National sets carbon targets

Carbon emissions have grown faster in NZ since 1999 than in most other countries, despite the rhetoric of Labour, but with no action.

Clark has spoken of being carbon neutral but absolutely refuses to set any timeframe around that. John Key however has announced a policy commitment today of a 50% reduction in carbon-equivalent net emissions by 2050 (compared to 1990).

Some extracts from the speech (not online yet)

In the decades ahead, peoples’ perceptions around climate change will affect the brand image of New Zealand and its exports. New Zealand must take credible steps to reduce greenhouse gas emissions or risk becoming a trading pariah.

We’re going to need some serious climate ‘cred’ to tackle the ‘Food Miles’ bullies.

We also need to be on the economic offensive.

Climate change awareness will create new markets for Kiwi industries, tourism, and technology. It’s estimated that demand for low-carbon products will be worth at least $500 billion per year by 2050. Countries and consumers will be crying out for climate-friendly products and innovations.

Helen Clark’s policies have seen New Zealand’s greenhouse gas emissions grow faster than ever before. Between 2000 and 2005 alone, New Zealand’s emissions grew by 6.8 million tonnes. The weight of that gas is more than 16,000 fully laden jumbo jets, 260 titanics or 20 Empire State Buildings. It’s a big increase.

Labour’s policy framework has been characterised by uncertainty and indecision. Their eight years in Government have seen a revolving door of climate-change interventions: The fart tax, the carbon tax, and the negotiated greenhouse gas agreements have all been abandoned. Tens of millions of dollars have been spent on an energy-efficiency strategy that saw the annual rate of improvement in energy-efficiency fall.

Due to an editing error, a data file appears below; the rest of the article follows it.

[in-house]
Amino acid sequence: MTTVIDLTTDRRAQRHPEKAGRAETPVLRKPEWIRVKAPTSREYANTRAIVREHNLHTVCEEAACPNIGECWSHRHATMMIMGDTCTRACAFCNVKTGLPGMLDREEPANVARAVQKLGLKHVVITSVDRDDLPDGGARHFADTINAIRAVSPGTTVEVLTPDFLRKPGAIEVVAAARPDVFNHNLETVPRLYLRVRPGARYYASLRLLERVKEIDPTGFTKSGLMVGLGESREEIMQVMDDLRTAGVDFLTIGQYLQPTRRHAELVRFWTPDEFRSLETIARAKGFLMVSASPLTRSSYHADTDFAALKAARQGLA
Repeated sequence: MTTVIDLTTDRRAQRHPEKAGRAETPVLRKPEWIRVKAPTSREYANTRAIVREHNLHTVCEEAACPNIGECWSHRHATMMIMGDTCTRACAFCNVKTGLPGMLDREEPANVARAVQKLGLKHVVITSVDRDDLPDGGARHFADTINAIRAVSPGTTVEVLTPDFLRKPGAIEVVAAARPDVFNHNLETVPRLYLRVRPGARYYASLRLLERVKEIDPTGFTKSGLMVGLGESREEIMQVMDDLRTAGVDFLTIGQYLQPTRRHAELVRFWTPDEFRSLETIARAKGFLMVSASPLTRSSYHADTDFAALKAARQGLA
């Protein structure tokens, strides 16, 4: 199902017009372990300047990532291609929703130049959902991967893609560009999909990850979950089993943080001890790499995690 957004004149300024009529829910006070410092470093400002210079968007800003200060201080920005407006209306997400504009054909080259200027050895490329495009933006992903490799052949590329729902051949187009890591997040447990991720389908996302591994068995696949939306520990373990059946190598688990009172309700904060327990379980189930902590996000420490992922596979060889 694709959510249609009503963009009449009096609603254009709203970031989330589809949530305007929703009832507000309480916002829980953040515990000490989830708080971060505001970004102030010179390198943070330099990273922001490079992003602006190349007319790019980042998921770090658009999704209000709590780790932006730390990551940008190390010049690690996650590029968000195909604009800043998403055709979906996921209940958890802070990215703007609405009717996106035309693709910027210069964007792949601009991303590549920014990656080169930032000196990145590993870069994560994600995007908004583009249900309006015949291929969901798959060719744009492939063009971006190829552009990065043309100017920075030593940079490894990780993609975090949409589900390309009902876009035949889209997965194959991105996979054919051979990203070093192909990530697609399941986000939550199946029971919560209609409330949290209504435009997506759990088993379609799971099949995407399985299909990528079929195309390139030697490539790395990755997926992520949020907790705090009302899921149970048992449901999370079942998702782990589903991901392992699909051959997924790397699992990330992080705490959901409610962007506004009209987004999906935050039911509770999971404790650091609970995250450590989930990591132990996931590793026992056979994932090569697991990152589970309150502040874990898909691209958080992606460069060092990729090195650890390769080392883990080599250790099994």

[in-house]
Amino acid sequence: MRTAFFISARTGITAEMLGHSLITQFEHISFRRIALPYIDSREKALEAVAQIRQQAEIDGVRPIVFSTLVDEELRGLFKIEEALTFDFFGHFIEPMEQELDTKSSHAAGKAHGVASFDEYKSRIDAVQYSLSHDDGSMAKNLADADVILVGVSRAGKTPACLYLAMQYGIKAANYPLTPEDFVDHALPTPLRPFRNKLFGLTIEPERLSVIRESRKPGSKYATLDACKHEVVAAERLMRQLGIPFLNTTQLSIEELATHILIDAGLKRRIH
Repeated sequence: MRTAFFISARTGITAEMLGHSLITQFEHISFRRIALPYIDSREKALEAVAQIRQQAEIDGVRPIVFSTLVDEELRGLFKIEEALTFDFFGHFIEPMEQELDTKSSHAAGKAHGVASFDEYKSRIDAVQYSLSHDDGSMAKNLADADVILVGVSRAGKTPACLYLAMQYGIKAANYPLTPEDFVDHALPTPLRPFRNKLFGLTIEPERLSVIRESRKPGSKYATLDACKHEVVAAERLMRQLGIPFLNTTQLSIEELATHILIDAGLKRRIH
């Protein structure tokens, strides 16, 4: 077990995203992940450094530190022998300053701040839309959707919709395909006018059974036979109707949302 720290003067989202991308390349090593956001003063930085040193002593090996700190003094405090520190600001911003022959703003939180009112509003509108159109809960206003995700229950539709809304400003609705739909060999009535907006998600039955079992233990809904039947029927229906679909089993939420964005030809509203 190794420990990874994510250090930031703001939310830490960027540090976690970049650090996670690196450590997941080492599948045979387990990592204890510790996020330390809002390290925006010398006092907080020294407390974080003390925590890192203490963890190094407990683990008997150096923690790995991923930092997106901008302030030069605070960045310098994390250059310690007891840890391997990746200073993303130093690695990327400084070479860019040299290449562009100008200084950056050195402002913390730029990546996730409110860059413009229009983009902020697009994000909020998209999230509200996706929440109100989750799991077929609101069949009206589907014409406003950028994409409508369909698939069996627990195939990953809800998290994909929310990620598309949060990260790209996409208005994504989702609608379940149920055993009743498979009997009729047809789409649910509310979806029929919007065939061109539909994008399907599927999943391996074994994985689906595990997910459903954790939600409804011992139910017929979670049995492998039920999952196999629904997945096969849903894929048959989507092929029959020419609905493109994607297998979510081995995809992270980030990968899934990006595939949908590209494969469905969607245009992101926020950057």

The most damaging area of Labour’s climate change policy is what happened in forestry. In the 50 years to 2003, New Zealand each year planted an average thirty thousand hectares of new forests. After Labour broke its word on forestry credits, we’ve had deforestation for the first time since those records began. The media is describing this as a “chainsaw massacre”.

I’m confident that many New Zealand businesses and individuals can and will become carbon neutral. I’m pleased that more and more are striving for it.

But making one household carbon neutral is quite a different thing to making the entire country carbon neutral. Not even the Green Party thinks that will be achievable in Clark’s lifetime.

Take their flagship scheme of getting six government departments to go “carbon neutral” in 2008. The emissions that will save over one year will be wiped out in just over half a day by greenhouse gas emissions from electricity generation alone.

And the 180 tonnes estimated to be saved from Parliament’s proposed new fuel-efficient cars – that will go in less than half an hour.

So today I say this: don’t be sucked into believing that Labour has the solutions on climate change. When Helen Clark talks about achieving carbon neutrality, Kiwis need to remember her track-record of skyrocketing emissions.

So today I will do something Helen Clark has never done and I doubt she ever will.

I will set the achievable emission reduction target for New Zealand.

Here it is: A 50% reduction in carbon-equivalent net emissions, as compared to 1990 levels, by 2050.

In shorthand: A 50% cut by 2050. 50 by 50.

If I am Prime Minister of New Zealand I will write this target into law.

This target is comparable with targets being set by other developed nations and it makes sense for New Zealand’s agriculture-intensive economy.

I make no apologies for promising less than Labour; because will deliver more.

I think the points about a trading and economic need to cut carbon, otherwise face trade boycotts is a strong one. We are starting to see the danger already from food miles campaigns.

I’m glad to see National set a specific target, as it allows for meaningful debate – something one can’t do with Clark’s meaningless spin on carbon neutrality. What I would like to see is some ballpark estimates of the costs of the 50% reduction by 2050, and what the projected benefits will be, in fiscal terms. If for example trade fell by 5% due to a lack of action on carbon, would this cost more than the carbon reduction?

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